INTRODUCTION: Tobacco remains the key modifiable risk factor for the development of a number of diseases, including cardiovascular disease, cerebrovascular disease, lower respiratory infections, chronic obstructive pulmonary disease, tuberculosis and cancer. Among priority populations, smoking prevalence remains high, smokers tend to relapse more often and earlier and fewer are able to sustain quit attempts. This systematic review provides an update on the literature.
Naturalistic inquiry was used to compare the characteristics of families of origin of homeless women with never-homeless women. The women's experiences in their families of origin were explored during in-depth interviews using Lofland and Lofland's conceptions of meanings, practices, episodes, roles, and relationships to guide the analysis. The two groups were similar with respect to family abuse history, transience, and loss.
The purpose of this study was to answer the research question, What is the structure of the lived experience of feeling cared for? The participants were 10 women volunteers who were struggling with lack of economic, social, or interpersonal resources and who were or had been homeless. The Parse research method, a phenomenological-hermeneutic method, was used to discover the meaning of feeling cared for. The major finding of this study is the structure: Feeling cared for is contentment with intimate affiliations arising with salutary endeavors, while honoring uniqueness amid adversity.
The concept of resiliency has been explored extensively in the fields of developmental psychology as an adaptive life process. Increasingly nurses have begun to study resiliency in a wide variety of settings and client populations. This article explores the concept of resiliency in nurses. Resiliency was described through the use of personal exemplar, tracing the author's odyssey of nursing homeless men in an emergency shelter. The author proposes that the traits of resiliency in nurses are widespread and largely unrecognized.
In keeping with the CafÈs philosophy of reciprocal transformation, the students and guests both were effected and changed by the encounter. The guests actively participated in the intervention, discussed HIV risk-reduction behaviors, and shared their knowledge with others. Participation in the onsite HIV testing project increased, and the guests, CafÈ staff, and the program coordinator of the agency providing HIV testing expressed gratitude for the student intervention. The students were effected as well.
Beginning baccalaureate students recorded their thoughts, feelings, and observations after participating in a clinical experience with the homeless. A content analysis protocol was used to uncover the meaning of the encounter. The findings suggest that assigning students to a homeless clinic is one way to help students identify professional values, such as altruism, equality, and human dignity.
Canadian Journal of Occupational Therapy. Revue Canadienne D'ergotherapie
Practice in shelters for people who are homeless is an exciting and challenging opportunity for occupational therapists. However, there is a paucity of knowledge about the occupational performance needs of this population. In the present study, 25 persons at a shelter were interviewed using the Canadian Occupational Performance Measure (COPM). Data were analyzed using both qualitative and quantitative methods.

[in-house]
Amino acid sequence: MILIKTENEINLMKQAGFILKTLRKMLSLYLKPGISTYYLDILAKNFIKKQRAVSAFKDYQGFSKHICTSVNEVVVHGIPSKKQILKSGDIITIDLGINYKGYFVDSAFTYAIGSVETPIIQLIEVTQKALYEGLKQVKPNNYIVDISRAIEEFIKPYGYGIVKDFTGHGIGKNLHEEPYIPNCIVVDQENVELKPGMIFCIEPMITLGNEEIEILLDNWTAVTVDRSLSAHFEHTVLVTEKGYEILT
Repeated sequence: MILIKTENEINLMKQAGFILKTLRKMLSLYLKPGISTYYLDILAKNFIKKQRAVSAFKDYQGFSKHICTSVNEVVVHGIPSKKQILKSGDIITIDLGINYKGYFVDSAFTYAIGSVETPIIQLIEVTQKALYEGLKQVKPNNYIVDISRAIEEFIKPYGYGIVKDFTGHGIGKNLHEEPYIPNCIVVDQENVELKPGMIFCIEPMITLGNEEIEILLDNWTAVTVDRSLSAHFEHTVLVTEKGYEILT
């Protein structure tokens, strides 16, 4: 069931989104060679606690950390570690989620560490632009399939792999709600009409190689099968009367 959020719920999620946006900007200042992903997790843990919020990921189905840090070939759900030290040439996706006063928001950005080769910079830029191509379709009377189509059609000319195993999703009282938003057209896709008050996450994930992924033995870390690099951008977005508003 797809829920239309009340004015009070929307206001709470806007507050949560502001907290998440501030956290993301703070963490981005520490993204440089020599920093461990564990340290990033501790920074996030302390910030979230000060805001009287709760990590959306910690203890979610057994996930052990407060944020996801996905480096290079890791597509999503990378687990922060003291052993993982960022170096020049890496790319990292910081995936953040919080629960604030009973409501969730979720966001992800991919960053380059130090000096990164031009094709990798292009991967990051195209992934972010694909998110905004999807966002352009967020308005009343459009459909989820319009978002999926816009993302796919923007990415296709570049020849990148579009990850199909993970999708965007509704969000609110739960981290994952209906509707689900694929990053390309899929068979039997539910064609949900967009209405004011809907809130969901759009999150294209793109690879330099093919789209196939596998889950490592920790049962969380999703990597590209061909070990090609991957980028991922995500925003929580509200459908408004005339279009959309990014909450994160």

A male patient was admitted to the acquired immune deficiency syndrome (AIDS) unit for hemodialysis. His history revealed that he was homeless and that he had tested positive for human immunodeficiency virus (HIV+). He also had a history of alcohol and intravenous drug abuse and tuberculosis. Based on the results of a chest X-ray, he was placed in respiratory isolation. During the next few days of his hospitalization, he exhibited nonadherent behavior toward the treatment regime.
We conducted Community-Based Participatory Research (CBPR), using a qualitative focus group design, to assess factors that might impact participation of high-risk impoverished adults in future HIV Vaccine Trials (HIVVTs). The participants were 40 homeless and low-income adults recruited from subsidized apartments and homeless shelters in Los Angeles. Findings revealed that the participants expressed both concerns and interest in future HIVVTs. Concerns centered on the impact of the vaccine on their physical health, the possibility of seroconverting and its associated stigma.
Journal of Health Care for the Poor and Underserved
At medical schools across the United States, students operate free clinics that have the potential to provide health benefits to patients while furnishing unique educational opportunities for students. While they provide the energy necessary to make these clinics successful, students must, due to their inexperience, collaborate with faculty, clinic preceptors, community members and medical school administrators to ensure that their clinics attain high standards in health care and education.